Hand-In-Hand: Honoring Our Grandparents
Grandparents are very special. I have fond memories of fun times with my grandparents. My grandpa was a quiet man who loved to fish. I remember waiting with much anticipation for his return from fishing trips because he’d always come back with coolers full of salmon, trout, or smelt, and sometimes polliwogs—those he used as bait. Then Grandma and family “sous chefs” would do their magic in the kitchen before all 14 of us (aunts, uncles, cousins, and all) would gather around a huge dining room table for a fabulous fish fry dinner.
In 1978, Congress passed the legislation proclaiming the first Sunday after Labor Day as National Grandparents Day. President Jimmy Carter signed the proclamation. Marian McQuade was the founder of Grandparents Day. She had served on the West Virginia Commission on Aging and the Nursing Home Licensing Board and made it her goal to educate youth in the community about the important contributions older adults have made throughout history. Marian also urged the youth to “adopt” a grandparent, not just for one day a year, but for a lifetime.
Did you know that Grandparents Day is celebrated in other countries, too? To name just a few, Australia, Canada, France, Germany, Hong Kong, Italy, Mexico, Poland, Spain, and the United Kingdom recognize the importance of grandparents in our families and communities.
This year, for the first time, the Mayor’s Council on African American Elders is partnering with the Northwest African American Museum (NAAM), AARP, and Aging and Disability Services to celebrate Grandparents Day. On Sunday, September 8, 2019, families are invited to come to the Museum from 2:00 to 5:00 p.m. with a short program starting at 2:30 p.m. The event will celebrate the contributions and strength of grandparents. There will also be intergenerational activities, a DJ, storytelling, a photo booth, and resource information on local programs and services.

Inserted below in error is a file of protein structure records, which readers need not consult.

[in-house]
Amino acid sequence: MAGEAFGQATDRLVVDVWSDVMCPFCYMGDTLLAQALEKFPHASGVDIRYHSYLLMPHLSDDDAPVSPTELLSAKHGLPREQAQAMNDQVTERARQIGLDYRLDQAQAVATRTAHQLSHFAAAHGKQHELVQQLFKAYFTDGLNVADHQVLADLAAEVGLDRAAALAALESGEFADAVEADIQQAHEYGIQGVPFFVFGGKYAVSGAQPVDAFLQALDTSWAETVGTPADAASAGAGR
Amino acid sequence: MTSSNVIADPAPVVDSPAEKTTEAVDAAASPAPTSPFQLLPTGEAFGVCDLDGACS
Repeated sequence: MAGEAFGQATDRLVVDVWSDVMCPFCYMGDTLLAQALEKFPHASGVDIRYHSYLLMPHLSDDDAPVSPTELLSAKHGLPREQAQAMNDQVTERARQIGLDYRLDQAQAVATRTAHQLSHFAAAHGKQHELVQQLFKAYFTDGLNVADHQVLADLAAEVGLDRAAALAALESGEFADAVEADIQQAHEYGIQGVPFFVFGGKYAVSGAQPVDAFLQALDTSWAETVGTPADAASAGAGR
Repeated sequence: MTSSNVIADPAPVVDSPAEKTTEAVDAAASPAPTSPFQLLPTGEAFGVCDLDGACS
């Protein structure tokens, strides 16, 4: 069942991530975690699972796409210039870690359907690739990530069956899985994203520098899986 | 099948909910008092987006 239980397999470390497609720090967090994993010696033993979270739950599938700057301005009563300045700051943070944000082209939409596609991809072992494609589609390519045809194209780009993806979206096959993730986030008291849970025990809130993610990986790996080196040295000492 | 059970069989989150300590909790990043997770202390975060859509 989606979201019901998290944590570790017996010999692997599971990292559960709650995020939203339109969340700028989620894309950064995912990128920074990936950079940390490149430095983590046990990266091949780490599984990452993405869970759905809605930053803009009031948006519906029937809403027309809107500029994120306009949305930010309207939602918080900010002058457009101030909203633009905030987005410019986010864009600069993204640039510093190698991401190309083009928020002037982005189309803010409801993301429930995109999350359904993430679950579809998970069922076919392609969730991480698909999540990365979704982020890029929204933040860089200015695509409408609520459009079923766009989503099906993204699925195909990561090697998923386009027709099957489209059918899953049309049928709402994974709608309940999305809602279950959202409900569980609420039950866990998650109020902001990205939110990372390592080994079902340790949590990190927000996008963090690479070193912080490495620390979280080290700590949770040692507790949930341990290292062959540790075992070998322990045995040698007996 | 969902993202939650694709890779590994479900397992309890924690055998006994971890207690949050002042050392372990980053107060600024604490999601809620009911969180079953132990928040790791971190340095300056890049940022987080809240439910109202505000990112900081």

A short program will feature Dr. LaShawnDa Pittman, whose research focuses on grandparent caregiving—also called “kinship care.” A kinship caregiver is a relative such as a grandparent, uncle, or sister who cares for a child (age 18 years or younger) whose own parents are unable to do so. Dr. Pittman’s research on grandparent caregiving and African American families has been featured in edited volumes, including the Relational Poverty Politics: Forms, Struggles, and Possibilities, Health Care for People with Intellectual and Developmental Disabilities Across the Lifespan, and The African American Experience: Psychoanalytic Perspectives. The program will begin at 3 p.m., followed by a reception.
Everyone is welcome to participate in the festivities! For more information, contact NAAM (206-518-6000 or firstname.lastname@example.org).
Contributor Karen Winston is the Aging and Disability Services planner who staffs the Mayor’s Council on African American Elders. Members reflect a broad range of professional and community experience and diverse perspectives. For more information, visit www.seattle.gov/MCAAE.
This article originally appeared in the September 2019 issue of AgeWise King County.